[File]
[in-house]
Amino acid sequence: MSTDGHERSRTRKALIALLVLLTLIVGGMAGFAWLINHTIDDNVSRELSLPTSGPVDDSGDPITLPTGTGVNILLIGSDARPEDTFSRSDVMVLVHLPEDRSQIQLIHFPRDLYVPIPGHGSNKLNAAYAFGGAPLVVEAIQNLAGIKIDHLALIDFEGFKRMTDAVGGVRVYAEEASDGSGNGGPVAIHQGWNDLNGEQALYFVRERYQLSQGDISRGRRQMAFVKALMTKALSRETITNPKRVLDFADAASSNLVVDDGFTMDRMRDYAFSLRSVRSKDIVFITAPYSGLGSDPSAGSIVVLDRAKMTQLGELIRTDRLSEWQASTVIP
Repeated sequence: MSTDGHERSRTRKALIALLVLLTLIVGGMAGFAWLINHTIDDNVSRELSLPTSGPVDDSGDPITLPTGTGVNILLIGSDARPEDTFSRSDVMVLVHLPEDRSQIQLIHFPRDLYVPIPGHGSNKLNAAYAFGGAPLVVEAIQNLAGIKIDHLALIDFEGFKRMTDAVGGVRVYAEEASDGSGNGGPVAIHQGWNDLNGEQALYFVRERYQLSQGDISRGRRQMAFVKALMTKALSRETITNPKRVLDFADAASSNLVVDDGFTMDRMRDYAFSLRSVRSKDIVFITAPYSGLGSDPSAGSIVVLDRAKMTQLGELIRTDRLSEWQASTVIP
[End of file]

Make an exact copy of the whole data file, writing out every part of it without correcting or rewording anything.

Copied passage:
[in-house]
Amino acid sequence: MSTDGHERSRTRKALIALLVLLTLIVGGMAGFAWLINHTIDDNVSRELSLPTSGPVDDSGDPITLPTGTGVNILLIGSDARPEDTFSRSDVMVLVHLPEDRSQIQLIHFPRDLYVPIPGHGSNKLNAAYAFGGAPLVVEAIQNLAGIKIDHLALIDFEGFKRMTDAVGGVRVYAEEASDGSGNGGPVAIHQGWNDLNGEQALYFVRERYQLSQGDISRGRRQMAFVKALMTKALSRETITNPKRVLDFADAASSNLVVDDGFTMDRMRDYAFSLRSVRSKDIVFITAPYSGLGSDPSAGSIVVLDRAKMTQLGELIRTDRLSEWQASTVIP
Repeated sequence: MSTDGHERSRTRKALIALLVLLTLIVGGMAGFAWLINHTIDDNVSRELSLPTSGPVDDSGDPITLPTGTGVNILLIGSDARPEDTFSRSDVMVLVHLPEDRSQIQLIHFPRDLYVPIPGHGSNKLNAAYAFGGAPLVVEAIQNLAGIKIDHLALIDFEGFKRMTDAVGGVRVYAEEASDGSGNGGPVAIHQGWNDLNGEQALYFVRERYQLSQGDISRGRRQMAFVKALMTKALSRETITNPKRVLDFADAASSNLVVDDGFTMDRMRDYAFSLRSVRSKDIVFITAPYSGLGSDPSAGSIVVLDRAKMTQLGELIRTDRLSEWQASTVIP